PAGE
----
I was sprawled on my bed moping about how I was losing touch with my friends and blah blah when I heard the familiar knock at the door.  My boyfriend always knocked — he never ever rang the doorbell.  My mom let him in, and he came upstairs and presented me with this awesome fucking poster.

“Where did you get this?” I asked.

“Cost Plus,” he said.

“What were you doing at Cost Plus?”

“They have the coolest chocolate,” he said.

He then procured a small tin of green tea chocolate and offered me a piece.  I didn’t fall in love with it, but I could understand why he did.  It was the same reason he chewed clove gum and ginger gum and got excited whenever he was in a place that carried Beeman’s.  He dug the weird sodas at BevMo and always opted for anything infused with chili powder or licorice.  He loved used record stores and antique stores and was always giving me dusty old Tom Jones albums because he knew my friends and I thought Tom Jones was funny.

I thanked him for the poster and told him why I was sad.  He gave me a back massage while I laid on my stomach, my bedroom door wide open for my parents’ peace of mind.

During Christmas vacation, I tried to read On the Road.  I got as far as Sal Paradise’s affair with the beautiful Mexican woman and their adventures in cotton-picking.  It was all very beautiful and very Beat, but once school started and it was time to focus on the next project, I had to put Jack down.

(2006)

During my freshman year of college I nabbed a brand new boyfriend who also gave me cute presents.  On Christmas he gave me ceramic figurine of a hummingbird, which was an inside reference to my very first panic attack — an event he got to witness one morning before the sun was even out.  On Saint Patrick’s day he gave me a ring that he had found when he was in middle school and vowed he would one day give to a special girl.  On Easter he sneaked into my room and hid candy eggs for me to find, which made some of the other girls in my dorm “Ooooh” and “Eeee!” and “You lucky bitch!”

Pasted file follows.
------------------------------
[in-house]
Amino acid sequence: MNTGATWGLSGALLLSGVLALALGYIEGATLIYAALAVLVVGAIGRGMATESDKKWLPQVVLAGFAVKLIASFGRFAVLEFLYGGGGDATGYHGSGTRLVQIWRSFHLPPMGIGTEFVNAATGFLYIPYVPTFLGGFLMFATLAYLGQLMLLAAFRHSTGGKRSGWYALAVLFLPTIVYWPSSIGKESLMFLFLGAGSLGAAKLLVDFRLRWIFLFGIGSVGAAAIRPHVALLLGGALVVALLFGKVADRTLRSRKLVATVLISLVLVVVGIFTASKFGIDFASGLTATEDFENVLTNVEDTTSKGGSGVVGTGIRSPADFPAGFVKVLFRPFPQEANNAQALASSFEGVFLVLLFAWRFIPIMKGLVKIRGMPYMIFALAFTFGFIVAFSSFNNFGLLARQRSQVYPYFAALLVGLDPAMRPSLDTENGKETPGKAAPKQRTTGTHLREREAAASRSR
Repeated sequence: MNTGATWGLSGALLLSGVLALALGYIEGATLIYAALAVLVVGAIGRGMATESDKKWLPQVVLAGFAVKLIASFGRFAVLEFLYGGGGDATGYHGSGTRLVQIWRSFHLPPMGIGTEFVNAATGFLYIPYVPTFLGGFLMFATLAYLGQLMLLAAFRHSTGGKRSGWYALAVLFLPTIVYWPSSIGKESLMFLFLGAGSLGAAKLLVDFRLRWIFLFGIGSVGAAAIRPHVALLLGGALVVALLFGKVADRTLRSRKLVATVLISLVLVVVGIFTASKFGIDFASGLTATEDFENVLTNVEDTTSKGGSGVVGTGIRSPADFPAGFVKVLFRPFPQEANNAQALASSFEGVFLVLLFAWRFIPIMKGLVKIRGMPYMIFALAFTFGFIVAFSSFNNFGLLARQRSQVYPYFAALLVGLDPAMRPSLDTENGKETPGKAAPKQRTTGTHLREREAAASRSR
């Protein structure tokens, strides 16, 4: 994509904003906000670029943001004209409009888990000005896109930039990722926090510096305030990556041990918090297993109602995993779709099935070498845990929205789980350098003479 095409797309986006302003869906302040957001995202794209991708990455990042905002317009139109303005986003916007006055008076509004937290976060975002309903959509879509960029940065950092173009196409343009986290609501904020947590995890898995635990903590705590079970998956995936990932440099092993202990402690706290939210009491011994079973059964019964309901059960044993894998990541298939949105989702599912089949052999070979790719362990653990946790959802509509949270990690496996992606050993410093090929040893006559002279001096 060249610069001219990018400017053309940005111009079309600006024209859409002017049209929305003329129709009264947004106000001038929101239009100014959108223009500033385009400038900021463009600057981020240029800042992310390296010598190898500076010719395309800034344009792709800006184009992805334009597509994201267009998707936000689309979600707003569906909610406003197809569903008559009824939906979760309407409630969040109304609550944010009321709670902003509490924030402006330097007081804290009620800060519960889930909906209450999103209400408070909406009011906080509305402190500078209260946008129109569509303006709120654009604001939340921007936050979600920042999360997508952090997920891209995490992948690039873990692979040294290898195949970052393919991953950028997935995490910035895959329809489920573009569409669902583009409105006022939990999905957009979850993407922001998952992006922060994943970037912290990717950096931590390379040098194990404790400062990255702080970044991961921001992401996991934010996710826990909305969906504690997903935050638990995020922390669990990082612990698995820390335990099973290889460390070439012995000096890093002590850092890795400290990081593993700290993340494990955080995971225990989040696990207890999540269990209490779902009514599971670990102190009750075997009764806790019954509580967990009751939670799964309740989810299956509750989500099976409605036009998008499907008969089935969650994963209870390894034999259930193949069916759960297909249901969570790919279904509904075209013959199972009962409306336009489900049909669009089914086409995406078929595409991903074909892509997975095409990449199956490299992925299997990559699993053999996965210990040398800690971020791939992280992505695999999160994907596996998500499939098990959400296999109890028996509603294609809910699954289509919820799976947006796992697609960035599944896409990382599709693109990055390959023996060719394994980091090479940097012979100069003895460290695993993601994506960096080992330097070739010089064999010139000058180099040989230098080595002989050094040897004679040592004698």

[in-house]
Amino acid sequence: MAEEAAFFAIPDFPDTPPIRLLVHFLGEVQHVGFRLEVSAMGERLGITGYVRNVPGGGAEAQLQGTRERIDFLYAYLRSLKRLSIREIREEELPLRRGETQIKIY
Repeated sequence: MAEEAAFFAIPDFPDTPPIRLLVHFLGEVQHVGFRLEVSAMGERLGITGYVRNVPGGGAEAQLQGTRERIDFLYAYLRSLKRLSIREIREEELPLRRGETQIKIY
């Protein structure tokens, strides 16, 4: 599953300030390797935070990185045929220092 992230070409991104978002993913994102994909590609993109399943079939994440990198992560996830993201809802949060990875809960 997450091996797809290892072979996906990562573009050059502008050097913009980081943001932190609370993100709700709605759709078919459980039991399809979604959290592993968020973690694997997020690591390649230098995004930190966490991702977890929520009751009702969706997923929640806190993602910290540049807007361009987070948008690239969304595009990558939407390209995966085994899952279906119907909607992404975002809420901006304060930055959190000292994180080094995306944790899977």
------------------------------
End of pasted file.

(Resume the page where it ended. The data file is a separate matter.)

He had never heard of Jack.  He didn’t read poetry.  He didn’t read.  I tried and tried to at least get him to read “Howl,” but he always refused.  One night, I finally got him to lie down with me and listen to a recording of Ginsberg reading it.  When it was over, the only comment my boyfriend offered was, “I liked the part about the watches.”  I tried to talk about societal revolutions and war and change, but the conversation didn’t last long.  I refused to give up, so I tried showing him Easy Rider.  When the movie was over all he had to say was, “You’re such a hippie.”

He also didn’t want to watch all the Beat Generation documentaries I rented on Netflix that year.  I couldn’t even get him to watch No Direction Home, even though his roommate had exposed him to Bob Dylan’s music, which my boyfriend claimed to like.  For the most part, anything having to do with poetry or music or counterculture was anathema to him.  This led to many nights of,

“You should come hang out downstairs.”

“No.  I wanna watch my movie.”

“Well come down afterward.”

“Nope.  I’m sleepin’ in my own bed tonight.”

“But I wanna see you.”

“Then watch the movie with me.”

“But I hate hippies.”

“The Beats weren’t hippies.”